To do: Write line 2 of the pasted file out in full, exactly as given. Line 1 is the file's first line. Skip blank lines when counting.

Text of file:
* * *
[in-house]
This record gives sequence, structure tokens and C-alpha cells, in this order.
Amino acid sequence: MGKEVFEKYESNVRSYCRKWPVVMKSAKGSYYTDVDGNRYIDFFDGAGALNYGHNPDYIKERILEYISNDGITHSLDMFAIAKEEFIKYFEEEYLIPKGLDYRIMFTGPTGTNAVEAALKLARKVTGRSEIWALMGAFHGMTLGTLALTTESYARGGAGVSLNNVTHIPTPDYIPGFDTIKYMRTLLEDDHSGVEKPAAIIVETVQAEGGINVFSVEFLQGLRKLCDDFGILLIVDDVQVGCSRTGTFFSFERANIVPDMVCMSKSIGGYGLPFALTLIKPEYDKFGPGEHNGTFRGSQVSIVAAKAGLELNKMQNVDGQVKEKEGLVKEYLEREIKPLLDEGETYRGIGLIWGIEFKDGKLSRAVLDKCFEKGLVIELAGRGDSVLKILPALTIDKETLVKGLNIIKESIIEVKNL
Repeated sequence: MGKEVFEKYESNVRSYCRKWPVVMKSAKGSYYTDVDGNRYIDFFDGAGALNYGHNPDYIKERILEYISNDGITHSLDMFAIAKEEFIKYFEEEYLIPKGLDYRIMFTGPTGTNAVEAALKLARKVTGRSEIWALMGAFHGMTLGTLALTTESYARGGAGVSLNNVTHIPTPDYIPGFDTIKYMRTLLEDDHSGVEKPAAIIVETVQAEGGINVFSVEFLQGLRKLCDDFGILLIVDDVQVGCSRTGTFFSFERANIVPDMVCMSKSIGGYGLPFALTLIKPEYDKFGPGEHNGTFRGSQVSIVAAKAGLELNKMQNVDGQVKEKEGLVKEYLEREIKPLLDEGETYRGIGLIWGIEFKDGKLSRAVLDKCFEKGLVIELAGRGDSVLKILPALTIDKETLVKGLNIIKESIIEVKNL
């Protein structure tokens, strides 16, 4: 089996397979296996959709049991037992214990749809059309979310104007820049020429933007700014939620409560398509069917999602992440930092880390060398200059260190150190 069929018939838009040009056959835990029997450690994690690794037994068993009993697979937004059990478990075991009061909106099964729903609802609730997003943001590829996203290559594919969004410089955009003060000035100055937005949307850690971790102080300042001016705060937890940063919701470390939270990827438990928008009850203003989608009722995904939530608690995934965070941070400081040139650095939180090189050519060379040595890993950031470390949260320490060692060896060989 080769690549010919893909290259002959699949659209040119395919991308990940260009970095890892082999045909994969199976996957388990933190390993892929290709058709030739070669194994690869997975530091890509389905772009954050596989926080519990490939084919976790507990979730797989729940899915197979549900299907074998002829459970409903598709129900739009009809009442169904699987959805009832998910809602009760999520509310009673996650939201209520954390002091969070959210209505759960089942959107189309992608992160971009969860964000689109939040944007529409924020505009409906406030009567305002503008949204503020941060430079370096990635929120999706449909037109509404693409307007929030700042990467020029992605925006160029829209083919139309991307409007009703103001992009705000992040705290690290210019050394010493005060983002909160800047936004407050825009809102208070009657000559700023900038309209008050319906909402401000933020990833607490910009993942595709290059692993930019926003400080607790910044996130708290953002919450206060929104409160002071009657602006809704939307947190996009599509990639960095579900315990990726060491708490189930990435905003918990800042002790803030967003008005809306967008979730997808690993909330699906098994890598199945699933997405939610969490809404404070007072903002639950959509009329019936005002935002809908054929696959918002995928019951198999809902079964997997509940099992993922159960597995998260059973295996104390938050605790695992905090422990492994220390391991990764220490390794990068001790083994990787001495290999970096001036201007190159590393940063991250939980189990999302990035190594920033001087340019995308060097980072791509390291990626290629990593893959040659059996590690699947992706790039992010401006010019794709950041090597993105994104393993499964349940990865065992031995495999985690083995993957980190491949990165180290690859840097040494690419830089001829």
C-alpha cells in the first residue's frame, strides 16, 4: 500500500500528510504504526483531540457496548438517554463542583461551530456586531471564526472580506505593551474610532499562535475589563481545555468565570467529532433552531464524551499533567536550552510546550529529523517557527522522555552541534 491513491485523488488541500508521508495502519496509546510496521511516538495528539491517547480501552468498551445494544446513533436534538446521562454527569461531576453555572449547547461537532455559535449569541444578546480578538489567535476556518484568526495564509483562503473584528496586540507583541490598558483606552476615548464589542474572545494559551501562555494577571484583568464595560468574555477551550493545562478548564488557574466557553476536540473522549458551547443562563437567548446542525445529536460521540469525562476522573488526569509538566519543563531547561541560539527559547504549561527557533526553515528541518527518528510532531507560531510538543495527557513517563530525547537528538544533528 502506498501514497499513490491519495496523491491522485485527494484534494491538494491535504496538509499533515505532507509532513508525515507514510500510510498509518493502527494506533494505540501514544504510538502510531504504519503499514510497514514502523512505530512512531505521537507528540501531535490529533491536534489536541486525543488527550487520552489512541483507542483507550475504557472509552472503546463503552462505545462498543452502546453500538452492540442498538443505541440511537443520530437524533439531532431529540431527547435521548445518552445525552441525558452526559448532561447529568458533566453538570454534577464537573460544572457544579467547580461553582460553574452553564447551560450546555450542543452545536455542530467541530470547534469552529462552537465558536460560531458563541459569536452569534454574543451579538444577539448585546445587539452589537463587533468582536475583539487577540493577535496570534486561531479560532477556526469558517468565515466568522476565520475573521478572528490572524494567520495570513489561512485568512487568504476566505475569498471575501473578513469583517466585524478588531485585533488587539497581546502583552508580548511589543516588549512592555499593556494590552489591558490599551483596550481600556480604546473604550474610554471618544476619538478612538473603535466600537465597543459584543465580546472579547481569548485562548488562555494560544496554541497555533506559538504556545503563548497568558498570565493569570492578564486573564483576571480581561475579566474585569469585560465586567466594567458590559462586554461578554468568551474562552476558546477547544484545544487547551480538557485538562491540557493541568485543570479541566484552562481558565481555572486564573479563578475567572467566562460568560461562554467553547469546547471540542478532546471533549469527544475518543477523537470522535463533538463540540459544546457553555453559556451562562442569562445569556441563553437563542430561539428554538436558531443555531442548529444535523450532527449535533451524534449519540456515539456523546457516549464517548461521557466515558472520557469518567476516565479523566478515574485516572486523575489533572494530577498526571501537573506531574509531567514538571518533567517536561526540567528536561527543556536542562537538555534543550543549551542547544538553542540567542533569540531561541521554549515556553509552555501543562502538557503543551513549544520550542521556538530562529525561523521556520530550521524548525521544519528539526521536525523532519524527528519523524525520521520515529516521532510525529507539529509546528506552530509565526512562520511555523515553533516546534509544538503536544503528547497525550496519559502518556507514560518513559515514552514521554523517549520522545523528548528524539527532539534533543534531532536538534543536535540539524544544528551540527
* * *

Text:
This record gives sequence, structure tokens and C-alpha cells, in this order.